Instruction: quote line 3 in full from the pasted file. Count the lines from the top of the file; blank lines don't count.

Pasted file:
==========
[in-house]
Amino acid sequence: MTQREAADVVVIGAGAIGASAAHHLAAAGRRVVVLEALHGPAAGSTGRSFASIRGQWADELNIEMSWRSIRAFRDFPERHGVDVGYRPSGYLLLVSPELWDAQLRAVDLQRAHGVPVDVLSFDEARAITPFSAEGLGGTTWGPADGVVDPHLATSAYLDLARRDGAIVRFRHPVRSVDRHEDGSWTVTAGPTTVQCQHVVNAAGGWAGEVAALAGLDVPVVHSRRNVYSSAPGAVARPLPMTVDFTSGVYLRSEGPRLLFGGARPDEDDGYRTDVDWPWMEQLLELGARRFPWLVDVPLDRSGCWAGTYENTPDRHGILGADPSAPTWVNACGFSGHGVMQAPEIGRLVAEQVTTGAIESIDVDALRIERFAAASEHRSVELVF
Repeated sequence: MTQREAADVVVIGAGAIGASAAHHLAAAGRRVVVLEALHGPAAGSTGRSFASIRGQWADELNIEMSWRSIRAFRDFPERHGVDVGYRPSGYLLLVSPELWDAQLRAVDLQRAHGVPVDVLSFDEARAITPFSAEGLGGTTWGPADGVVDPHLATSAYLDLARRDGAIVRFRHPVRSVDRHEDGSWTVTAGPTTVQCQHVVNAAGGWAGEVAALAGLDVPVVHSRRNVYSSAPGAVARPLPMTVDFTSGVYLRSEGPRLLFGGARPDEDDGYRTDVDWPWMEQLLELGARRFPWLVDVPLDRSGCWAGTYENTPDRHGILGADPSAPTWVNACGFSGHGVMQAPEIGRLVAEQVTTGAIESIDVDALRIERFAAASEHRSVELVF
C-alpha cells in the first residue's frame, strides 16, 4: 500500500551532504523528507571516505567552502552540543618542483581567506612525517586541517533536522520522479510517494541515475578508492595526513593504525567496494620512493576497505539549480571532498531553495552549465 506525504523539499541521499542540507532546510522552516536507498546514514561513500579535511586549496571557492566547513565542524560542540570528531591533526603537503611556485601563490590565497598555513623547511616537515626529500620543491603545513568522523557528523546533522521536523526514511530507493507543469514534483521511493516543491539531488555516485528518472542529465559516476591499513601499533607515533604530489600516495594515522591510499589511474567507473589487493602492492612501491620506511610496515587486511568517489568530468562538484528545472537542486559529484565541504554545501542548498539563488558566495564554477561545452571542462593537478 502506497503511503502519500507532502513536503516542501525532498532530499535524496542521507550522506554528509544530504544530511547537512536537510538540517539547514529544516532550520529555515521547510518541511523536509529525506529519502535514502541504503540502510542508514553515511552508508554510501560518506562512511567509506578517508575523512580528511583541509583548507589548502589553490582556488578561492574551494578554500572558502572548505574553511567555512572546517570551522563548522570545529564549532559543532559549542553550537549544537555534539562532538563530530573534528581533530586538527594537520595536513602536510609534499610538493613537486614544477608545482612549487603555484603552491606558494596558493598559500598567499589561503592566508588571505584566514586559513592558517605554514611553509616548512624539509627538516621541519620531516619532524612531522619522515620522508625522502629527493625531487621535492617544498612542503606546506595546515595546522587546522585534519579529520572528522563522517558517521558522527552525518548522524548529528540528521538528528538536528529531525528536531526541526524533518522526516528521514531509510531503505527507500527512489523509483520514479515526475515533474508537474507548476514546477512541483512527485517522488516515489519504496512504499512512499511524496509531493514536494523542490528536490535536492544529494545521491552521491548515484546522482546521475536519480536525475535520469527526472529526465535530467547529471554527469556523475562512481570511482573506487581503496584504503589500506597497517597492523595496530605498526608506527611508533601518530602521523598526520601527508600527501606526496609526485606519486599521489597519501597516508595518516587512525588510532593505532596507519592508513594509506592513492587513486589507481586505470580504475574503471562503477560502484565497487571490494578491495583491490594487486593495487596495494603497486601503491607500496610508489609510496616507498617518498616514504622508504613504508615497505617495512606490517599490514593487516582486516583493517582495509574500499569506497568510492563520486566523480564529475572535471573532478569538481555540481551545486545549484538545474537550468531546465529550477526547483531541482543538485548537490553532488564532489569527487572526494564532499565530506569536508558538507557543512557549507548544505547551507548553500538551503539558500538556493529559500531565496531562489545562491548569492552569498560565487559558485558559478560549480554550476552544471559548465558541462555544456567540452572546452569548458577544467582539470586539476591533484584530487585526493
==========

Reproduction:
Repeated sequence: MTQREAADVVVIGAGAIGASAAHHLAAAGRRVVVLEALHGPAAGSTGRSFASIRGQWADELNIEMSWRSIRAFRDFPERHGVDVGYRPSGYLLLVSPELWDAQLRAVDLQRAHGVPVDVLSFDEARAITPFSAEGLGGTTWGPADGVVDPHLATSAYLDLARRDGAIVRFRHPVRSVDRHEDGSWTVTAGPTTVQCQHVVNAAGGWAGEVAALAGLDVPVVHSRRNVYSSAPGAVARPLPMTVDFTSGVYLRSEGPRLLFGGARPDEDDGYRTDVDWPWMEQLLELGARRFPWLVDVPLDRSGCWAGTYENTPDRHGILGADPSAPTWVNACGFSGHGVMQAPEIGRLVAEQVTTGAIESIDVDALRIERFAAASEHRSVELVF